Currency trades at N255 after CBN's 'managed float', experts project positive future

Monday's rate is sharply weaker than the N197 peg the CBN had put in place for the past 16 months, a move it abandoned last week in an attempt to alleviate chronic forex shortages.

Nigerian naira notes are seen in this picture illustration March 15, 2016. REUTERS/Afolabi Sotunde/Illustration/File Photo

The Naira slumped by 23 percent against the USDollar on Monday, June 20, 2016 in tentative interbank trading after the Central Bank of Nigeria (CBN) removed its currency peg, according to Thompson Reuters data.

Reuters reports that the Naira traded at N255/Dollar twice, with less than $1 million exchanging hands by 11am as dealers said they were nervous about forex liquidity under the new system.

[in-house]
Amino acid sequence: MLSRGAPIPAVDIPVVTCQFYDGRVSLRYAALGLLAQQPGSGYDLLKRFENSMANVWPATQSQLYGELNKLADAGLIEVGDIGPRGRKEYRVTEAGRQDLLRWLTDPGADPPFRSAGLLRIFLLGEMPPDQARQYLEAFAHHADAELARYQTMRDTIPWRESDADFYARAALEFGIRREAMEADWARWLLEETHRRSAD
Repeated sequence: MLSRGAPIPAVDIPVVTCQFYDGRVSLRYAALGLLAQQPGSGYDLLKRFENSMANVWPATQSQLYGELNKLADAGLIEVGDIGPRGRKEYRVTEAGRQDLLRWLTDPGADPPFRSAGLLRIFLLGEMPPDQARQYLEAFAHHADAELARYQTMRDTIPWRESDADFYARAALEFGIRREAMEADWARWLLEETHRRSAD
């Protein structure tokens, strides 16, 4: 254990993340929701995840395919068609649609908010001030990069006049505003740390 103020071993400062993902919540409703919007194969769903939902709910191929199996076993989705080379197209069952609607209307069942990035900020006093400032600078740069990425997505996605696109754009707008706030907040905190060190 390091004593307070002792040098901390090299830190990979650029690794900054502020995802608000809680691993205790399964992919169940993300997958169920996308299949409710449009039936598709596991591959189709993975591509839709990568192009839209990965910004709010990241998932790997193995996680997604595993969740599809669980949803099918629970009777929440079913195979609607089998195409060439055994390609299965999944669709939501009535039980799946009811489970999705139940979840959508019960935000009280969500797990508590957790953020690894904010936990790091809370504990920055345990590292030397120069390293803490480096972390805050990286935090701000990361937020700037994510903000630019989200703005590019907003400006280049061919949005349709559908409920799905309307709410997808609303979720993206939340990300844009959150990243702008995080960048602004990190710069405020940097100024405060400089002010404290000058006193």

Monday's rate is sharply weaker than the N197 peg the CBN had put in place for the past 16 months, a move it abandoned last week in an attempt to alleviate chronic forex shortages.

Still, the currency traded at way less than the N350/Dollar which had been quoted on the parallel market since a slump in oil revenues put a dire strain on public finances and forex reserves.

The Naira market trading will close at 2pm.

For months, foreign investors and economists had called for the devaluation of the Naira as forex shortages hindered economic growth and led to extensive capital flight.

Last week, the CBN announced that it would abandon the N197 peg in a "managed float" of the Naira.

In the first quarter, Africa's biggest economy dipped by 0.4 percent and currently faces its worst crisis in decades following the decline of oil prices since 2014.

Despite the slump in the official value of the Naira, global ratings agency Moody's gave a credit positive thumbs up to the shift, saying that inasmuch as the CBN "is likely to continue to intervene," the system will “gradually eliminate any gap between unofficial exchange rates,” and help boost oil exporter's income, according to a report by the Financial Times.

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